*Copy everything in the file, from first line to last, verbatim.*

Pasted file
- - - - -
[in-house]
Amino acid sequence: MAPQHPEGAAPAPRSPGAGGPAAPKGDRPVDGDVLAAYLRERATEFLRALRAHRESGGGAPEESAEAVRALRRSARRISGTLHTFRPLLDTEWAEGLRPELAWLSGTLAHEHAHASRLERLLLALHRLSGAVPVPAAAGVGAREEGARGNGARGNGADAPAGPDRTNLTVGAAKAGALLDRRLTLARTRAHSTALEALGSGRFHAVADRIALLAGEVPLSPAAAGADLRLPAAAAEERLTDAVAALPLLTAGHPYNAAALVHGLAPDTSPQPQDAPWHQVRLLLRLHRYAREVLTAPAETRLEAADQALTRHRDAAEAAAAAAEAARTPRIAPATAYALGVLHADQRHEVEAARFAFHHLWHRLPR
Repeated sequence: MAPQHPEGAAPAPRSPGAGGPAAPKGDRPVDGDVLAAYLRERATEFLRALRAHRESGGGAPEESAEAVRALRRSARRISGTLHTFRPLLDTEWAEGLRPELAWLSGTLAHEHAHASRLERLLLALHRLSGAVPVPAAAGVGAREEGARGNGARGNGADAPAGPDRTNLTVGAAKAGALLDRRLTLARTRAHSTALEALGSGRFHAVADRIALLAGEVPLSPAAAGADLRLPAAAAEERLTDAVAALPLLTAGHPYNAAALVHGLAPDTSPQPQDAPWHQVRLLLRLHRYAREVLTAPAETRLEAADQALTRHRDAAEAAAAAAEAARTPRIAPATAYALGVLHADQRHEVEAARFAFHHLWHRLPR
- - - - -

[in-house]
Amino acid sequence: MAPQHPEGAAPAPRSPGAGGPAAPKGDRPVDGDVLAAYLRERATEFLRALRAHRESGGGAPEESAEAVRALRRSARRISGTLHTFRPLLDTEWAEGLRPELAWLSGTLAHEHAHASRLERLLLALHRLSGAVPVPAAAGVGAREEGARGNGARGNGADAPAGPDRTNLTVGAAKAGALLDRRLTLARTRAHSTALEALGSGRFHAVADRIALLAGEVPLSPAAAGADLRLPAAAAEERLTDAVAALPLLTAGHPYNAAALVHGLAPDTSPQPQDAPWHQVRLLLRLHRYAREVLTAPAETRLEAADQALTRHRDAAEAAAAAAEAARTPRIAPATAYALGVLHADQRHEVEAARFAFHHLWHRLPR
Repeated sequence: MAPQHPEGAAPAPRSPGAGGPAAPKGDRPVDGDVLAAYLRERATEFLRALRAHRESGGGAPEESAEAVRALRRSARRISGTLHTFRPLLDTEWAEGLRPELAWLSGTLAHEHAHASRLERLLLALHRLSGAVPVPAAAGVGAREEGARGNGARGNGADAPAGPDRTNLTVGAAKAGALLDRRLTLARTRAHSTALEALGSGRFHAVADRIALLAGEVPLSPAAAGADLRLPAAAAEERLTDAVAALPLLTAGHPYNAAALVHGLAPDTSPQPQDAPWHQVRLLLRLHRYAREVLTAPAETRLEAADQALTRHRDAAEAAAAAAEAARTPRIAPATAYALGVLHADQRHEVEAARFAFHHLWHRLPR